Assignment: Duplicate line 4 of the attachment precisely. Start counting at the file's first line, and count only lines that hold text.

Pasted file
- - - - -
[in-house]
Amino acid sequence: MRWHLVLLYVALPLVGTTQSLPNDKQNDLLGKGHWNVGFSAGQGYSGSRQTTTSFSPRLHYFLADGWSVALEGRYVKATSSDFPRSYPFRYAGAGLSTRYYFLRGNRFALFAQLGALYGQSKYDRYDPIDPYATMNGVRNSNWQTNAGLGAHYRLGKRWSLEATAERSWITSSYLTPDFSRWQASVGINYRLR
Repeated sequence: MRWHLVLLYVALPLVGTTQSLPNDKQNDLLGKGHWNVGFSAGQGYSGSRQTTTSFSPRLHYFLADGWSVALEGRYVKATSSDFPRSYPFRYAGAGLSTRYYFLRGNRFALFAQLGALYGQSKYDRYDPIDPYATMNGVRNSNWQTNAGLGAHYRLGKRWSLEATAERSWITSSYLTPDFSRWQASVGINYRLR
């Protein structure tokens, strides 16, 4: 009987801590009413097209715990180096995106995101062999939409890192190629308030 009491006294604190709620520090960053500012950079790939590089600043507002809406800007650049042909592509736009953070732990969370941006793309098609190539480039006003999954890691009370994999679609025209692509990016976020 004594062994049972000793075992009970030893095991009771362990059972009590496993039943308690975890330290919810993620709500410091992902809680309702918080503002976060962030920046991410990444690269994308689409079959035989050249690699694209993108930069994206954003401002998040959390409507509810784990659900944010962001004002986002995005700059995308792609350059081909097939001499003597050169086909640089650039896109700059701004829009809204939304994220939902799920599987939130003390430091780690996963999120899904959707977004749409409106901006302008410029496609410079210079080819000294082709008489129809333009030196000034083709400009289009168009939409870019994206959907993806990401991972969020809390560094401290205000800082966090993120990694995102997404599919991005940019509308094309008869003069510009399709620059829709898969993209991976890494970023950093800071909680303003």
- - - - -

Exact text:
């Protein structure tokens, strides 16, 4: 009987801590009413097209715990180096995106995101062999939409890192190629308030 009491006294604190709620520090960053500012950079790939590089600043507002809406800007650049042909592509736009953070732990969370941006793309098609190539480039006003999954890691009370994999679609025209692509990016976020 004594062994049972000793075992009970030893095991009771362990059972009590496993039943308690975890330290919810993620709500410091992902809680309702918080503002976060962030920046991410990444690269994308689409079959035989050249690699694209993108930069994206954003401002998040959390409507509810784990659900944010962001004002986002995005700059995308792609350059081909097939001499003597050169086909640089650039896109700059701004829009809204939304994220939902799920599987939130003390430091780690996963999120899904959707977004749409409106901006302008410029496609410079210079080819000294082709008489129809333009030196000034083709400009289009168009939409870019994206959907993806990401991972969020809390560094401290205000800082966090993120990694995102997404599919991005940019509308094309008869003069510009399709620059829709898969993209991976890494970023950093800071909680303003």